On this basis, our need for improving the critical dictionary becomes greater with the evolution of visions, methods, and situations. And if the inherited dictionaries are unable to carve out vocabulary from their inventory to keep pace with the ticks of times, it is futile to hope for flawed translations that come from limited prospects to compensate for this deficit. How will we ever be able to set the translation straight while the modalities in our linguistics are yet to be found! Therefore, the language should be flexible, open, and prepared to upgrade its vocabulary to keep up with the evolution of concepts among its speakers, or else, how do we explain the migration of creative minds to linguistic universes other than the ones in which they grew up so they can express themselves! And the crisis may extend to involve the tendency to read our arts in a language other than our own, such as reading the geometric, mystical, and moral thinking of arabesque in English, and the problem is not only to acquiesce to the most authoritative language (that is another side of the issue) but also because the original and ancient terminological universe becomes elusive to most of its audience and no longer achieves the desired level of communication. So how can we express the unity of existence in the concept of “collective familiarity”, as Al-Mawardi described it in his book “The Literature of the World and Religion”, whether in the art of ornamental engraving or in a manuscript made in Thuluth font! Applying moral and value concepts such as “familiarity”, “intimacy” and “altruism” will lead the engraved piece in front of us, with its soft colors, to be a cluster of mystical, moral, and religious values that are based on monotheism and the act of “praise” only, without being able to extrapolate its power in glorifying life itself. Why hasn’t Arabic produced enough terminology to understand the Arab visual arts? For how long will the tongue stand powerless in face of what we perceive, and for how long can we keep dumbing the burden on insight rather than the sight? And then, what fate will our alienated floral and Astro vocabularies face when we have the capacity to program and code our vocabulary system into computer software? Will we process them in a programing language or shall we come up with modern aesthetical vocabularies derived from modern and contemporary arts?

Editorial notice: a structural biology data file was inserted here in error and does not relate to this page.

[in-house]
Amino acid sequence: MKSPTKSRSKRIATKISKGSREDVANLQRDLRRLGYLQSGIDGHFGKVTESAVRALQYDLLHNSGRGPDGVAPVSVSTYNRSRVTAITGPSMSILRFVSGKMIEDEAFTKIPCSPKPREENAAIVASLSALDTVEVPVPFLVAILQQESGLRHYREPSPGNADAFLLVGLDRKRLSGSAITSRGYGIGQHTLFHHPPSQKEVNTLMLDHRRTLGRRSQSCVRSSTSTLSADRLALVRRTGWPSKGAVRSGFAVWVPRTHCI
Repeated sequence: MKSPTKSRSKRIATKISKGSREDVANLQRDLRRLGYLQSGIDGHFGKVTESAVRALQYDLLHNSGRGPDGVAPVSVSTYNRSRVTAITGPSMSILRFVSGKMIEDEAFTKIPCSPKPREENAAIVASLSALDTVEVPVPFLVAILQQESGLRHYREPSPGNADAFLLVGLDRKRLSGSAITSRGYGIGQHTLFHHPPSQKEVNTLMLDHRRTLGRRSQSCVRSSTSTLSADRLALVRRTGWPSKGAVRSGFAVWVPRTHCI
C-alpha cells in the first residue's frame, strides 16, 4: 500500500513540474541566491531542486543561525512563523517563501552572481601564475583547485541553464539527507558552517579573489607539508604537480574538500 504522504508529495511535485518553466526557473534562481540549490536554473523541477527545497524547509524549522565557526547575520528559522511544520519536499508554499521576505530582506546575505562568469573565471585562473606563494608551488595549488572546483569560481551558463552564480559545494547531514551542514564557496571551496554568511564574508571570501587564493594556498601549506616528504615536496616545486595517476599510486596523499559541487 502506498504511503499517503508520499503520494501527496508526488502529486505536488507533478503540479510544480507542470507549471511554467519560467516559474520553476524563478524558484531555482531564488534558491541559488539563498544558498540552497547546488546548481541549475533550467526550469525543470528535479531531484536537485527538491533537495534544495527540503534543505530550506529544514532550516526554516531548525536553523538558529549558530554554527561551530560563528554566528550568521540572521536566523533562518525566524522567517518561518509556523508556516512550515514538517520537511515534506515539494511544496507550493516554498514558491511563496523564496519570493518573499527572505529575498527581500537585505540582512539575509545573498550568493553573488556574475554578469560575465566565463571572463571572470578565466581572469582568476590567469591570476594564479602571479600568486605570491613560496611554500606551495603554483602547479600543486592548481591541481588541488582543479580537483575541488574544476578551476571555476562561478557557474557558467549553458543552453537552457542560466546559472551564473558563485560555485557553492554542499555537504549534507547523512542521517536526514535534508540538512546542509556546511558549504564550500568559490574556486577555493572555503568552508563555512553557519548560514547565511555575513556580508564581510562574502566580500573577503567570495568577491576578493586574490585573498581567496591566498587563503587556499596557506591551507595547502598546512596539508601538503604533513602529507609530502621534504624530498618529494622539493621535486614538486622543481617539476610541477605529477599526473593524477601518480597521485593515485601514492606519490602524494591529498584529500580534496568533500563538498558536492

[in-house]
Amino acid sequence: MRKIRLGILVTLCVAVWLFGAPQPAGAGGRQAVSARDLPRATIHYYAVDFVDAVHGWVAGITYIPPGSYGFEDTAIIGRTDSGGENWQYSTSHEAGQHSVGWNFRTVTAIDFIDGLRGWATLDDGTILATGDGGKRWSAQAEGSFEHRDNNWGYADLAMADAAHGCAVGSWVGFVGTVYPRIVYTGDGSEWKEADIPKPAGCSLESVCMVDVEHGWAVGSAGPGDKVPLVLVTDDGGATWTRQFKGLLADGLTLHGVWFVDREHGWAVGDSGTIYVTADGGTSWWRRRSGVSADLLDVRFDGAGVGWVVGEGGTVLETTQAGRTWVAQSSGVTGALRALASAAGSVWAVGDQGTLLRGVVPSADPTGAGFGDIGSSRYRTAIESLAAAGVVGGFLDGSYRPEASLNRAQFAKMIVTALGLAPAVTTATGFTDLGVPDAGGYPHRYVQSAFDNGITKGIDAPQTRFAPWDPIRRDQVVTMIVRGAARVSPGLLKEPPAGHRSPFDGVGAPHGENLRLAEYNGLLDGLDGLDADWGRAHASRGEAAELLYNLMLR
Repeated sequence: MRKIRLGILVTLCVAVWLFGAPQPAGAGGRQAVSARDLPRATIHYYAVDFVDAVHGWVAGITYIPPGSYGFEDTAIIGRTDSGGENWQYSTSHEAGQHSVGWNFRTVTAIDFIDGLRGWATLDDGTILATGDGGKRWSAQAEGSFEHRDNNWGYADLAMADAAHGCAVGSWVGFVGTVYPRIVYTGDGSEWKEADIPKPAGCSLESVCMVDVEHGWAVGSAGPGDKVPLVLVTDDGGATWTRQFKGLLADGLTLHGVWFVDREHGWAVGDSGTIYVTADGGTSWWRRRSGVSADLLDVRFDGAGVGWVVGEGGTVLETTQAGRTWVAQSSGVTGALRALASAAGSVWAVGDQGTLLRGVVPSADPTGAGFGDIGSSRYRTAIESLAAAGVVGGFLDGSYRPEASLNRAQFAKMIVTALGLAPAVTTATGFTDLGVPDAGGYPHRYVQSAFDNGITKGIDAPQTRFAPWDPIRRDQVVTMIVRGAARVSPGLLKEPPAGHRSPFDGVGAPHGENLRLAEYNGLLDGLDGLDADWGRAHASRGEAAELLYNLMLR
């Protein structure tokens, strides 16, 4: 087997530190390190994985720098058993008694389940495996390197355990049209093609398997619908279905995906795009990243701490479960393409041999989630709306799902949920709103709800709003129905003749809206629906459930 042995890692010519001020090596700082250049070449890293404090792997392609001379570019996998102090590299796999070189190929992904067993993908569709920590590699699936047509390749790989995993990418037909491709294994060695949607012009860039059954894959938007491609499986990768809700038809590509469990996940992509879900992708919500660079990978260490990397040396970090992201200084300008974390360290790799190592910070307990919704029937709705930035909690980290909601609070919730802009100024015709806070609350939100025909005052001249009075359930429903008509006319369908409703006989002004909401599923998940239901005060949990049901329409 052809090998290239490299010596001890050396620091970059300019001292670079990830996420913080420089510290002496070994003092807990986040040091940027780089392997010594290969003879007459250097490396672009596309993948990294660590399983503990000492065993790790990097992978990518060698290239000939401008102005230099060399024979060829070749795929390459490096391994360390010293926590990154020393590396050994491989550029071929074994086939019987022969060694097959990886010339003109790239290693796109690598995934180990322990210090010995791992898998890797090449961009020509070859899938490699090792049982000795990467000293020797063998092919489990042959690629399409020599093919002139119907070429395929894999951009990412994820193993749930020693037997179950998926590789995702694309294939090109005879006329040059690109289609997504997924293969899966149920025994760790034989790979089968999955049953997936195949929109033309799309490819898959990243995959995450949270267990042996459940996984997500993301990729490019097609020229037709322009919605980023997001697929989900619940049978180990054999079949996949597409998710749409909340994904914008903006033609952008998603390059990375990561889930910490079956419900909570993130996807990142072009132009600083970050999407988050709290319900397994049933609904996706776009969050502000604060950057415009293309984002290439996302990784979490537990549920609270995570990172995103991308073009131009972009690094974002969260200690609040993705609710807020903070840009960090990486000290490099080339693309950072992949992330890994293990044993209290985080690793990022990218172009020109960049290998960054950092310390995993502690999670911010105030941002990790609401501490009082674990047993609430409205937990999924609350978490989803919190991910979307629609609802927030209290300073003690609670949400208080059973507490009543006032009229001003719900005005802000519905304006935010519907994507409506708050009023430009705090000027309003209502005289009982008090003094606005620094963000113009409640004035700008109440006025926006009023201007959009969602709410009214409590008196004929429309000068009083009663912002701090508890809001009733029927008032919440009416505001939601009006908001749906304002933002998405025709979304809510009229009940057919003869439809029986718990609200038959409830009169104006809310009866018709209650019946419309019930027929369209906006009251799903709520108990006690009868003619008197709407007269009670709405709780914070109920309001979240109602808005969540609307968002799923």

If art was humane, in this very time, claiming to be universal
under the umbrella of “contemporary art”, how can we engage in it